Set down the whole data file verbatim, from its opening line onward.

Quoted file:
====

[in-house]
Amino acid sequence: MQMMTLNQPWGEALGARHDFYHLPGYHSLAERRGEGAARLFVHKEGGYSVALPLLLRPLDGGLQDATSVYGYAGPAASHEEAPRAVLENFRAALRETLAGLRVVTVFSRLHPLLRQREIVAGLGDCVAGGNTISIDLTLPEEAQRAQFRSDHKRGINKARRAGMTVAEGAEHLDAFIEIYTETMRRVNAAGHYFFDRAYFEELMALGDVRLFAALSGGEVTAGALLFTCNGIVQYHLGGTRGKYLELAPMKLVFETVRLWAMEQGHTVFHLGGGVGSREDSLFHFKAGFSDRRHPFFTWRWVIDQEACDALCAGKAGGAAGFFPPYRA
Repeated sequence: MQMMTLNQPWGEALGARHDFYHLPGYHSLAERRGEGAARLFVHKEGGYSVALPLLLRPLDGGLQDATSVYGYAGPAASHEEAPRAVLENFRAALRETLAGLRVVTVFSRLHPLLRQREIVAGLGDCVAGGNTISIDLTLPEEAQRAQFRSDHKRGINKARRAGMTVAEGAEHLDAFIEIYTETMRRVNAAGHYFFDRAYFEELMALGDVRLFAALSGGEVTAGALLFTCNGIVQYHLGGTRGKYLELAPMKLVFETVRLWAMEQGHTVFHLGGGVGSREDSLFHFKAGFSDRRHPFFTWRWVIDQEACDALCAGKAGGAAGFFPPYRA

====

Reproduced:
[in-house]
Amino acid sequence: MQMMTLNQPWGEALGARHDFYHLPGYHSLAERRGEGAARLFVHKEGGYSVALPLLLRPLDGGLQDATSVYGYAGPAASHEEAPRAVLENFRAALRETLAGLRVVTVFSRLHPLLRQREIVAGLGDCVAGGNTISIDLTLPEEAQRAQFRSDHKRGINKARRAGMTVAEGAEHLDAFIEIYTETMRRVNAAGHYFFDRAYFEELMALGDVRLFAALSGGEVTAGALLFTCNGIVQYHLGGTRGKYLELAPMKLVFETVRLWAMEQGHTVFHLGGGVGSREDSLFHFKAGFSDRRHPFFTWRWVIDQEACDALCAGKAGGAAGFFPPYRA
Repeated sequence: MQMMTLNQPWGEALGARHDFYHLPGYHSLAERRGEGAARLFVHKEGGYSVALPLLLRPLDGGLQDATSVYGYAGPAASHEEAPRAVLENFRAALRETLAGLRVVTVFSRLHPLLRQREIVAGLGDCVAGGNTISIDLTLPEEAQRAQFRSDHKRGINKARRAGMTVAEGAEHLDAFIEIYTETMRRVNAAGHYFFDRAYFEELMALGDVRLFAALSGGEVTAGALLFTCNGIVQYHLGGTRGKYLELAPMKLVFETVRLWAMEQGHTVFHLGGGVGSREDSLFHFKAGFSDRRHPFFTWRWVIDQEACDALCAGKAGGAAGFFPPYRA